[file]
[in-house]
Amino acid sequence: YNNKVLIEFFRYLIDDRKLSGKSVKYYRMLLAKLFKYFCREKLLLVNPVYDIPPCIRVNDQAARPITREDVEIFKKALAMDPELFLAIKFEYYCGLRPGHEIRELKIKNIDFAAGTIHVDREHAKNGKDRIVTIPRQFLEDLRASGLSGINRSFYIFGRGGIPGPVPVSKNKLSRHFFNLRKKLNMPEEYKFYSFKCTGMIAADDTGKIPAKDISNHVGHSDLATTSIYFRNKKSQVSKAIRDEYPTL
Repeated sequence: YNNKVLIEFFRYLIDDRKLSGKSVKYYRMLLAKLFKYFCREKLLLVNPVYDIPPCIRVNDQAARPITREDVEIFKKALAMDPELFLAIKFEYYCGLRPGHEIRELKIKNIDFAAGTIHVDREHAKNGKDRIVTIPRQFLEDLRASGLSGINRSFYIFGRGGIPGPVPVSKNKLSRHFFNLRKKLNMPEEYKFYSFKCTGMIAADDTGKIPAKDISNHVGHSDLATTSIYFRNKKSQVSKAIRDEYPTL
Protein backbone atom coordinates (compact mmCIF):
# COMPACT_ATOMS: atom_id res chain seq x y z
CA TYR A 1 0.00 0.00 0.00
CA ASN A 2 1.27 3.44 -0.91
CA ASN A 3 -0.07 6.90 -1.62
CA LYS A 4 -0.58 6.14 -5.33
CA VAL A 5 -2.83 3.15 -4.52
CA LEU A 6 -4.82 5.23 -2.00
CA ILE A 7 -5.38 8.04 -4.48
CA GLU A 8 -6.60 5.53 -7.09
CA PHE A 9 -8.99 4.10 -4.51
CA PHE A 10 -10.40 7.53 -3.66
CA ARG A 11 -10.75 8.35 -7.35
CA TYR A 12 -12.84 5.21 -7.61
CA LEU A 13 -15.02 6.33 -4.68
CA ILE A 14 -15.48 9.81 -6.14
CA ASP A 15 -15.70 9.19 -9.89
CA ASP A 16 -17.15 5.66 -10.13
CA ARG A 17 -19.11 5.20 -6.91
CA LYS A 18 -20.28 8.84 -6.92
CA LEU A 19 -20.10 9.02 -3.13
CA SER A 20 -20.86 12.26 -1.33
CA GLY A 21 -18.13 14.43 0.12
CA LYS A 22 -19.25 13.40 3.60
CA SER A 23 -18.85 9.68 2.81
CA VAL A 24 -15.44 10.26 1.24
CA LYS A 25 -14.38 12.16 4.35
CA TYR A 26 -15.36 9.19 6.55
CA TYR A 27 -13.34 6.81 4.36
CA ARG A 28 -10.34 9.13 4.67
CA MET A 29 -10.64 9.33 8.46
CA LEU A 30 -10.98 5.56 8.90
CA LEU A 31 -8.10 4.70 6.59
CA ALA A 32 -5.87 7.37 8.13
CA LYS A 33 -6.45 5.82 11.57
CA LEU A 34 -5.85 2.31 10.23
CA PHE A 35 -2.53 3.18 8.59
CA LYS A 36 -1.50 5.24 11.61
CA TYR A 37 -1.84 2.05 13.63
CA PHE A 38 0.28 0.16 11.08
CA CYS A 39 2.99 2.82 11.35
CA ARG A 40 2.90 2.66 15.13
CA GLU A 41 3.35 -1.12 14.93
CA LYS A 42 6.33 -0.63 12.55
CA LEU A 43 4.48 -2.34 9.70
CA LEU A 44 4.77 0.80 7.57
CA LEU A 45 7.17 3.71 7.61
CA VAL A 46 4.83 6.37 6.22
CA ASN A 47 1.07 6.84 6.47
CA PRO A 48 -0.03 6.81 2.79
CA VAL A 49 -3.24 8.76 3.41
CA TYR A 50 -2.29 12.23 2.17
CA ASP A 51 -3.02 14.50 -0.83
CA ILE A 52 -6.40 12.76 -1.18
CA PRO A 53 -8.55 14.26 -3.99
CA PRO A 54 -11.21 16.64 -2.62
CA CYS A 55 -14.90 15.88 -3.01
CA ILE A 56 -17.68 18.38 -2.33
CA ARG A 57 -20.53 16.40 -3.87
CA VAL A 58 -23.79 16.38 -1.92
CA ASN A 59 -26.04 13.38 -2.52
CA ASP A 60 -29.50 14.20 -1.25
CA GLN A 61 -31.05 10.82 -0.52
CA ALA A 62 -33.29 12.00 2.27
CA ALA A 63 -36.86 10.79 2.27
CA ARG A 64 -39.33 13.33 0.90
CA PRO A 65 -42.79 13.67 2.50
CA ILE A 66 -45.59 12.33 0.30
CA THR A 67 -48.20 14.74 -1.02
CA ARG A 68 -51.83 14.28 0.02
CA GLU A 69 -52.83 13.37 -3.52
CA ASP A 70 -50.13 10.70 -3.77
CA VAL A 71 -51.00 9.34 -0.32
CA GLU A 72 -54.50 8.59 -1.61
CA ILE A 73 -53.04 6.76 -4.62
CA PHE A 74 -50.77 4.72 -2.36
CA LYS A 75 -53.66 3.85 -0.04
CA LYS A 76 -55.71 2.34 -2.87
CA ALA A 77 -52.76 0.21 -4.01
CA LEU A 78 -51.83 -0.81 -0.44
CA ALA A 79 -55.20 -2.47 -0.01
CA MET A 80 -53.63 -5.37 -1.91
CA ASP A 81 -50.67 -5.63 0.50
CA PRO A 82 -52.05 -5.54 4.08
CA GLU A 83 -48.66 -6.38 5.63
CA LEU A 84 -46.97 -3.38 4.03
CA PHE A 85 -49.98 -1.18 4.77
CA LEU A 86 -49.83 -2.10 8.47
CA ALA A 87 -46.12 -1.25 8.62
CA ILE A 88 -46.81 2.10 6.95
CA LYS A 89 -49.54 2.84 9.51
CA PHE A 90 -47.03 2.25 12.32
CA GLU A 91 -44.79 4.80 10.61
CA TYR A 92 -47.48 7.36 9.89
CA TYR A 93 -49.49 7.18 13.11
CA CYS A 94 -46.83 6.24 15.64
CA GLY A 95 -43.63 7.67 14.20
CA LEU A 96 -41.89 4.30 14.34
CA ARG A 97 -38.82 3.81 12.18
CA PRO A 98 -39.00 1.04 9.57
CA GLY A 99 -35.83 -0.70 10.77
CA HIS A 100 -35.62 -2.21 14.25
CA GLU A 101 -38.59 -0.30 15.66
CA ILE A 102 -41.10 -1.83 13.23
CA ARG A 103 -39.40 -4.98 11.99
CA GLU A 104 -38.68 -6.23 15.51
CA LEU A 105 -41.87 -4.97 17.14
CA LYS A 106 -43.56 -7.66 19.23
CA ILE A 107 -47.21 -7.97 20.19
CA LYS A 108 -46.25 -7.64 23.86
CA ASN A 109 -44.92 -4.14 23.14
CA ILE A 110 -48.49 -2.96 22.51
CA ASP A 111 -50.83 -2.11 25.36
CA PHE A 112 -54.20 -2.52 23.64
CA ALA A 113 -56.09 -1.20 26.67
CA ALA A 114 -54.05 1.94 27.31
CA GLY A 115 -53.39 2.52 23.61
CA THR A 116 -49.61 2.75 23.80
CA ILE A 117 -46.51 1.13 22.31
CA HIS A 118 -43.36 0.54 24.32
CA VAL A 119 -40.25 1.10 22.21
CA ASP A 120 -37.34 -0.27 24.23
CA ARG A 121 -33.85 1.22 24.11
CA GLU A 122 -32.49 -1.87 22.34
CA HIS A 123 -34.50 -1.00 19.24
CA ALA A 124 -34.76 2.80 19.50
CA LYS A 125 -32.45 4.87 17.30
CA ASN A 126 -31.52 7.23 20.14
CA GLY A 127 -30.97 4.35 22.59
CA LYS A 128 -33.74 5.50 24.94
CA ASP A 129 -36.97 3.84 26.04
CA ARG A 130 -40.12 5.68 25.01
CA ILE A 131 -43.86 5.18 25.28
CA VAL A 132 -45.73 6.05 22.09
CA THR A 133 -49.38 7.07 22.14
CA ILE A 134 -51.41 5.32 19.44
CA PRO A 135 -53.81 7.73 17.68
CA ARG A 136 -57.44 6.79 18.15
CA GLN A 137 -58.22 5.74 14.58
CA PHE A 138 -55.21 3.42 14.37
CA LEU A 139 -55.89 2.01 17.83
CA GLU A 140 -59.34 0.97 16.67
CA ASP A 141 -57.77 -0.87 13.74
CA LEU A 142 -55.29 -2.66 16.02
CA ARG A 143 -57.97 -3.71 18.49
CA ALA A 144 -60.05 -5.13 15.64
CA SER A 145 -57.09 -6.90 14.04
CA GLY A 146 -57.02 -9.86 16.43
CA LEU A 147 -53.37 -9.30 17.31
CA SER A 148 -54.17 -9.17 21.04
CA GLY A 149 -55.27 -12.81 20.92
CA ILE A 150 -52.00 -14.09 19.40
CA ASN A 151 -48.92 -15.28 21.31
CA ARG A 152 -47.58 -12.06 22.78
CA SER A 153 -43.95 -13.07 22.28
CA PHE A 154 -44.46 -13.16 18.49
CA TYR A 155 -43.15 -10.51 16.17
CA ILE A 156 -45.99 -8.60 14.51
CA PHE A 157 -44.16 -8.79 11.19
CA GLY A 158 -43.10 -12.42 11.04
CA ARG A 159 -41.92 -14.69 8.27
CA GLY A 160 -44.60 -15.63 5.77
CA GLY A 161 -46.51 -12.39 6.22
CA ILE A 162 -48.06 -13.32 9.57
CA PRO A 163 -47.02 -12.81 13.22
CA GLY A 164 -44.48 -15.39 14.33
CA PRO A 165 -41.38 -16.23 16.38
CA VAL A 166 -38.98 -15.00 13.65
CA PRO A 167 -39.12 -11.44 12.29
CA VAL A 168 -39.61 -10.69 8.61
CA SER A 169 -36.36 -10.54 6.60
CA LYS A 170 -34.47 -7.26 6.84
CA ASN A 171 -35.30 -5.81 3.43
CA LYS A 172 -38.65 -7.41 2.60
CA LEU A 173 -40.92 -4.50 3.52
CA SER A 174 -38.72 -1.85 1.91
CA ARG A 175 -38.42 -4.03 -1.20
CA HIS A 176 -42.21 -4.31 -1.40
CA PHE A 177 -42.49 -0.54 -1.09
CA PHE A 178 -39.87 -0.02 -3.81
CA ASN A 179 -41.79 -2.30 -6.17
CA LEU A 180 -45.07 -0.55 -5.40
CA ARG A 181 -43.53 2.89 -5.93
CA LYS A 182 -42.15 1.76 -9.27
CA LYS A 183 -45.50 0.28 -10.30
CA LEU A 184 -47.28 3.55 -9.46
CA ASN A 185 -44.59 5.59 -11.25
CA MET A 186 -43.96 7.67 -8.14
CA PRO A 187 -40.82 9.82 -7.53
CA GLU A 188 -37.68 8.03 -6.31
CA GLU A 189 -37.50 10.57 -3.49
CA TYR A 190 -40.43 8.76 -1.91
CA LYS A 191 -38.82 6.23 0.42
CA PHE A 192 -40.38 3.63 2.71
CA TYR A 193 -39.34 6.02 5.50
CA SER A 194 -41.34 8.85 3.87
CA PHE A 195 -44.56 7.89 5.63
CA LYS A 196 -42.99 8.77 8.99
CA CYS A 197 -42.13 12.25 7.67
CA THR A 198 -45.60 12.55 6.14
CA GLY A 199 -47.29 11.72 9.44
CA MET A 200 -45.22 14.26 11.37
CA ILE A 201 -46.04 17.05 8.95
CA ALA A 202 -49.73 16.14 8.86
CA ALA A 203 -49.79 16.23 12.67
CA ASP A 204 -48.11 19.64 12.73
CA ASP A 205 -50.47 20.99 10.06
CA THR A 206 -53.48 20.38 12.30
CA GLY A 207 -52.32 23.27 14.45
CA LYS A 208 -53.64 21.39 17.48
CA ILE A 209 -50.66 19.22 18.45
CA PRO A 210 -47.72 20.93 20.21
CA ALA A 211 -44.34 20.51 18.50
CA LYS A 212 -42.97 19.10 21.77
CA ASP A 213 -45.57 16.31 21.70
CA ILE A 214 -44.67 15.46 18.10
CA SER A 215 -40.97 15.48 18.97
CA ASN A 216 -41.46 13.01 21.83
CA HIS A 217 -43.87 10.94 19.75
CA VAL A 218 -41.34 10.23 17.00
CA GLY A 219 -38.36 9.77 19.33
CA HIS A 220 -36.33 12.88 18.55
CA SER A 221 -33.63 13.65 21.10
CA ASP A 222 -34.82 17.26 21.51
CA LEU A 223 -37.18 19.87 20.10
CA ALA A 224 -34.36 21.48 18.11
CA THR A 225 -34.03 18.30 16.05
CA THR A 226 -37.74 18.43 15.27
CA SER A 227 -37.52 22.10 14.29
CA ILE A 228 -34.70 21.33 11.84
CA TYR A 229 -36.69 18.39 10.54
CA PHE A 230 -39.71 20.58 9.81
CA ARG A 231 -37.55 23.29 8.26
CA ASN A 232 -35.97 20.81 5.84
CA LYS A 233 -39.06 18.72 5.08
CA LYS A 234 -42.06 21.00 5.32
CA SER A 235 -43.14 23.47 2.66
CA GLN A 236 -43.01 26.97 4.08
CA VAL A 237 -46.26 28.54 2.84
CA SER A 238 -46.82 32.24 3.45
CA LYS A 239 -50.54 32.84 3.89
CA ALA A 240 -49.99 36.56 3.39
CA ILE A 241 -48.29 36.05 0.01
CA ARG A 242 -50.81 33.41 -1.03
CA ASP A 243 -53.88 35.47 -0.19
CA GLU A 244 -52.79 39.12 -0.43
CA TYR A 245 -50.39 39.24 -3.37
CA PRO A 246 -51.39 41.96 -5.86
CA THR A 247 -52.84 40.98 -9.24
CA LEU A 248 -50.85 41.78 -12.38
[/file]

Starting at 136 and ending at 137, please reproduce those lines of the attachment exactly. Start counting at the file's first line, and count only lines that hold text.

CA ILE A 131 -43.86 5.18 25.28
CA VAL A 132 -45.73 6.05 22.09